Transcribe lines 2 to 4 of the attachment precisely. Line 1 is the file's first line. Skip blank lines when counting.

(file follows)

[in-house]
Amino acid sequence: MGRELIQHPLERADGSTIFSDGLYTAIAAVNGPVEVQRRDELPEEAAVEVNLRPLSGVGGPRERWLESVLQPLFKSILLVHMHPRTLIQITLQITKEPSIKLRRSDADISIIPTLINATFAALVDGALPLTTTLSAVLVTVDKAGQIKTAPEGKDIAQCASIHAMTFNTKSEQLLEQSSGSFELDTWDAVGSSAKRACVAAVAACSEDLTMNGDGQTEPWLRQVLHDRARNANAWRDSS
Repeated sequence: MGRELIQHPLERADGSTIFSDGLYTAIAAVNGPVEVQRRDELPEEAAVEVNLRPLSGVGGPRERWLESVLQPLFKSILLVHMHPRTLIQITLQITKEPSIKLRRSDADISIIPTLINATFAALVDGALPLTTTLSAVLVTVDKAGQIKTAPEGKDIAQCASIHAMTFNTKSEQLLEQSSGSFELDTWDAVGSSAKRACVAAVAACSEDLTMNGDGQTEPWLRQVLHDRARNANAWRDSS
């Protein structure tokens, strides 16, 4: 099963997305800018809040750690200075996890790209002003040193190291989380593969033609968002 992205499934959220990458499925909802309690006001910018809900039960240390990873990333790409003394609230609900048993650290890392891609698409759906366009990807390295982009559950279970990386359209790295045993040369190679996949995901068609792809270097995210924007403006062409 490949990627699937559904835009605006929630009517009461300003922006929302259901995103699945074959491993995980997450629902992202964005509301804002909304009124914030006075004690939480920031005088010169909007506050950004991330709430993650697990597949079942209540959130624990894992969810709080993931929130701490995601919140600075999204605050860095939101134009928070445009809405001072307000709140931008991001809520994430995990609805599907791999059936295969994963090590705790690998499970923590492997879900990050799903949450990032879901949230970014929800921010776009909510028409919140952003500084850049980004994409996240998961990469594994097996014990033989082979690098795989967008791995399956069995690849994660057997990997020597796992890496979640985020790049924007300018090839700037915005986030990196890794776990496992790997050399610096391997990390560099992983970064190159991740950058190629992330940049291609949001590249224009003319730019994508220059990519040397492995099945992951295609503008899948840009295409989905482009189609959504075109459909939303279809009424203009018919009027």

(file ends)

Amino acid sequence: MGRELIQHPLERADGSTIFSDGLYTAIAAVNGPVEVQRRDELPEEAAVEVNLRPLSGVGGPRERWLESVLQPLFKSILLVHMHPRTLIQITLQITKEPSIKLRRSDADISIIPTLINATFAALVDGALPLTTTLSAVLVTVDKAGQIKTAPEGKDIAQCASIHAMTFNTKSEQLLEQSSGSFELDTWDAVGSSAKRACVAAVAACSEDLTMNGDGQTEPWLRQVLHDRARNANAWRDSS
Repeated sequence: MGRELIQHPLERADGSTIFSDGLYTAIAAVNGPVEVQRRDELPEEAAVEVNLRPLSGVGGPRERWLESVLQPLFKSILLVHMHPRTLIQITLQITKEPSIKLRRSDADISIIPTLINATFAALVDGALPLTTTLSAVLVTVDKAGQIKTAPEGKDIAQCASIHAMTFNTKSEQLLEQSSGSFELDTWDAVGSSAKRACVAAVAACSEDLTMNGDGQTEPWLRQVLHDRARNANAWRDSS
């Protein structure tokens, strides 16, 4: 099963997305800018809040750690200075996890790209002003040193190291989380593969033609968002 992205499934959220990458499925909802309690006001910018809900039960240390990873990333790409003394609230609900048993650290890392891609698409759906366009990807390295982009559950279970990386359209790295045993040369190679996949995901068609792809270097995210924007403006062409 490949990627699937559904835009605006929630009517009461300003922006929302259901995103699945074959491993995980997450629902992202964005509301804002909304009124914030006075004690939480920031005088010169909007506050950004991330709430993650697990597949079942209540959130624990894992969810709080993931929130701490995601919140600075999204605050860095939101134009928070445009809405001072307000709140931008991001809520994430995990609805599907791999059936295969994963090590705790690998499970923590492997879900990050799903949450990032879901949230970014929800921010776009909510028409919140952003500084850049980004994409996240998961990469594994097996014990033989082979690098795989967008791995399956069995690849994660057997990997020597796992890496979640985020790049924007300018090839700037915005986030990196890794776990496992790997050399610096391997990390560099992983970064190159991740950058190629992330940049291609949001590249224009003319730019994508220059990519040397492995099945992951295609503008899948840009295409989905482009189609959504075109459909939303279809009424203009018919009027």